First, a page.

Last Tuesday, March On!, BAMart's spring exhibition organized by Dexter Wimberly, an independent curator, and BAM's Visual Art Curator David Harper, celebrated its opening in the Natman Room off the lobby of BAM's Peter Jay Sharp Building. The art is inspired by the upcoming 50th anniversary of the 1963 March on Washington. Many stayed for the full three hours of the opening, where the room was filled with a lively atmosphere and guests enjoyed complimentary beer kindly donated by Brooklyn Brewery. The exhibit features work from nine artists, several of whom were in attendance last night including Delphine Diallo Diaw, Ali Santana, Derrick Adams (recently seen in the BAM Next Wave Festival), and Kimberly Becoat.
Read on for a more detailed historical context of the show by Jessica Bell (BAMart assistant) and a perspective on what to look out for when you visit. We also posted a few photos from the event on Facebook. Check them out here.
The March on Washington for Jobs and Freedom was one of the most iconic moments of Dr. Martin Luther King Jr.’s legacy, and arguably of the visual history of the civil rights movement. In August of 1963, he delivered his “I Have a Dream” speech to nearly 200,000 demonstrators, a moment which would be permanently etched in America’s memory and would continue to resonate around the world. Nearly a decade prior to the march, Dr. King met Bayard Rustin, who would not only introduce him to the teachings of Gandhi and the tenets of nonviolent protest, but would eventually strategize, organize, and produce the March on Washington. Though the works of art in March On! are inspired by the sociopolitical, historical, and cultural implications of the civil rights movement and the march in particular, they powerfully and poignantly prompt a reexamination of the ways in which the present dances with the past.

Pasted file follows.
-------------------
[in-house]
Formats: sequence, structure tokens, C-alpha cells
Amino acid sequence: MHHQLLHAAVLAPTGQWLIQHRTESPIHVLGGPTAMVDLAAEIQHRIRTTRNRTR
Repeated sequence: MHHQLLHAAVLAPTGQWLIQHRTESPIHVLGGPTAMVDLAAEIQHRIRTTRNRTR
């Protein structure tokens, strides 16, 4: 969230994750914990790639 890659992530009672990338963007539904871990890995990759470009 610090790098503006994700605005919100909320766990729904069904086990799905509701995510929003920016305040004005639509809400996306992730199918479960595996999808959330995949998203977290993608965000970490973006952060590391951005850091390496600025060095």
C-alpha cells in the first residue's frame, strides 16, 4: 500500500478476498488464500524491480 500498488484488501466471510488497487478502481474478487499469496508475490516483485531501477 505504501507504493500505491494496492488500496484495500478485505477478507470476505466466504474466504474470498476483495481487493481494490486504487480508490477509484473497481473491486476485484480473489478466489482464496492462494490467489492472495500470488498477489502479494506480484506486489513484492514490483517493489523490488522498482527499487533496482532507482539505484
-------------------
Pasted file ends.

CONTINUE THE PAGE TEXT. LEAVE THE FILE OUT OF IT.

Upon closer investigation, several nuanced dimensions of the show’s subject matter emerge. Don’t miss:
- In Say It Plain, Mickalene Thomas and David Antonio Cruz present a contemporary reimagining of one the most controversial speeches of Brooklyn-born political icon Shirley Chisholm, the first African-American congresswoman and presidential hopeful.
- Kenya (Robinson)’s Guestbook, a participatory installation that invites guests to write inscriptions on a chalkboard, which playfully amplifies the sound of each gesture.
- Simone Leigh’s trance-inducing video, Black American Temporal, featuring a skater in a seemingly deserted court in New York City. As the figure artfully glides across the court, soulful, abstract melodies emanate from a wind instrument. The interplay of imagery and sound is an artistic response to former Black Panther, political activist, and singer Elaine Brown.
March On! will be on display in the Natman Room and open to the public until February 28. The Natman Room is open during regular BAM business hours.